Indo-European Poetry and Myth By M. L. West

Author: M. L. West

Publisher: Oxford University Press

Publishing Year: 2007

ISBN: 978-0-19-928075-9

Pages: 539


Synopsis: The Indo-Europeans, speakers of the prehistoric parent language from which most European and some Asiatic languages are descended, most probably lived on the Eurasian steppes some five or six thousand years ago. Martin West investigates their traditional mythologies, religions, and poetries, and points to elements of common heritage. In The East Face of Helicon (1997), West showed the extent to which Homeric and other early Greek poetry was influenced by Near Eastern traditions, mainly non-Indo-European. His new book presents a foil to that work by identifying elements of more ancient, Indo-European heritage in the Greek material. Topics covered include the status of poets and poetry in Indo-European societies; meter, style, and diction; gods and other supernatural beings, from Father Sky and Mother Earth to the Sun-god and his beautiful daughter, the Thunder-god and other elemental deities, and earthly orders such as Nymphs and Elves; the forms of hymns, prayers, and incantations; conceptions about the world, its origin, mankind, death, and fate; the ideology of fame and of immortalization through poetry; the typology of the king and the hero; the hero as warrior, and the conventions of battle narrative.

Review: The Introduction to this book was very organized. In it the author gives you a timeline for the Indo-European and places them and he also talks a little about all the people who made this possible. He talks about the sources he is going to use and the methodology he will employ so by the end of the Introduction you have some background on the people he will be talking about, where he got his main sources from, and how he will arrive to where he wants to take you.

I really liked the way he described his methodology. It helps to smooth out a lot of things that the “old comparative method” doesn’t. Though in a way this is comparative mythology too.

In Chapter One we learn about the author’s definition of poetry, all about who the poet was in the Indo-European cultures, the structure of poetry and the occasions and genres of poems in the Indo-European world.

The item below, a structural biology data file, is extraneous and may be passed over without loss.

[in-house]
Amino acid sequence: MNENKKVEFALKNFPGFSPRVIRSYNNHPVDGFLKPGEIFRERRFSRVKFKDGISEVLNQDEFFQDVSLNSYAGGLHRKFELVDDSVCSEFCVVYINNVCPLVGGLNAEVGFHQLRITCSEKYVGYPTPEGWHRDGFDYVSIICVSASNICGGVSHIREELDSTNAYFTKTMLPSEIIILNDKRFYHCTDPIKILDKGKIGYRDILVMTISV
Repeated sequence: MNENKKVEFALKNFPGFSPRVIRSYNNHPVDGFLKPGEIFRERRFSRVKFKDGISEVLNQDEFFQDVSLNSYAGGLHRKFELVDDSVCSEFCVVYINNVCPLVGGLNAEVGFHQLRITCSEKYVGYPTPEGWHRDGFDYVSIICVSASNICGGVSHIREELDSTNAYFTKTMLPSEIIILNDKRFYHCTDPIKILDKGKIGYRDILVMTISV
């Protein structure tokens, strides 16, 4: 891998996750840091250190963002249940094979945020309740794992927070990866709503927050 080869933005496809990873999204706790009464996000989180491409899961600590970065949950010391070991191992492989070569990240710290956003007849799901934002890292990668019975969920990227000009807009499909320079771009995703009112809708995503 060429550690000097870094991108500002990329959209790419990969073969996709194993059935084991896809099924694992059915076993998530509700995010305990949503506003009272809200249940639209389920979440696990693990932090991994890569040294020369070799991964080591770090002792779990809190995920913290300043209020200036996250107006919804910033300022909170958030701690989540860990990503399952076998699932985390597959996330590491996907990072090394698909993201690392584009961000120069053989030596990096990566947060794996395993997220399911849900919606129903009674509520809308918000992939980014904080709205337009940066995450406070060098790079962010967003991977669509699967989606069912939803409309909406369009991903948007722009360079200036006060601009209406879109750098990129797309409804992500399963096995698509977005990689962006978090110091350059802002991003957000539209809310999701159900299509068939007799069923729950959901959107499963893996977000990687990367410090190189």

It was certainly an interesting chapter especially when the author talked about the different types of poets and all the training they had to get through to be poets, their relationship with their patrons, as well as all the different occasions poems were recited.

Chapter Two talks about the phrases used and the figures that can be seen in Indo-European poetry.

To be honest this chapter was both interesting and a bit confusing (not in a bad way) just that I had to unlearn a few things that I thought I learned correctly.

In Chapter Three we go into everything to do with the gods and goddesses. This includes what they were/are, how they were worshipped, the distinction between them and mankind, characteristics of their divinity, their names and mythical themes associated with the.

I found this chapter very informative and forms a great basis for further study of the gods both in the Indo-European sense and later if one is to go into in depth study of any of the gods of the daughter Indo-European cultures.

The Sky and Earth are the subject matter of Chapter Four. In this chapter the author talks about the Sky god and Earth goddess, their divinity, their relationship to each other and their children.

I loved how the author showed that the gods may have started out as one thing and then evolved into another. Most of the time though, this other is a small part of the first association.

Chapter Five was about the Sun and his Daughter and Dawn. There are quite a bit of motifs and associations that are put forward in this chapter.

The whole chapter made me think. I know a lot of people think that Miranda Green saw the Solar God everywhere with association with the Celts and while the author does not agree with her excesses in that respect, he does show that there is some evidence for a Sun God. Also he puts forward an interesting association of the Dawn goddess with Brigit.

More on the Gods in Chapter Six on this time it is the gods of Storm and stream.

I was really interested in reading about all the parallels and similarities between these gods.

Nymphs, gnomes, elves, dwarfs, and satyrs are just some of the deities and supernatural beings discussed in Chapter Seven.

I loved reading this chapter, I always assumed that some things were just unique to certain cultures but boy was I wrong.

Chapter Eight talks about one of my favorite subjects, hymns and spells.

I’ve always talked about how pagans should go back to the fact that the paths of Paganism are religions, and that part of that is worship and prayers. The chapter also talks about spells, magic and healing.

Cosmos and Canon is the title of Chapter Nine. In the chapter the author talks about cosmology, cosmogony, and the world wide wed.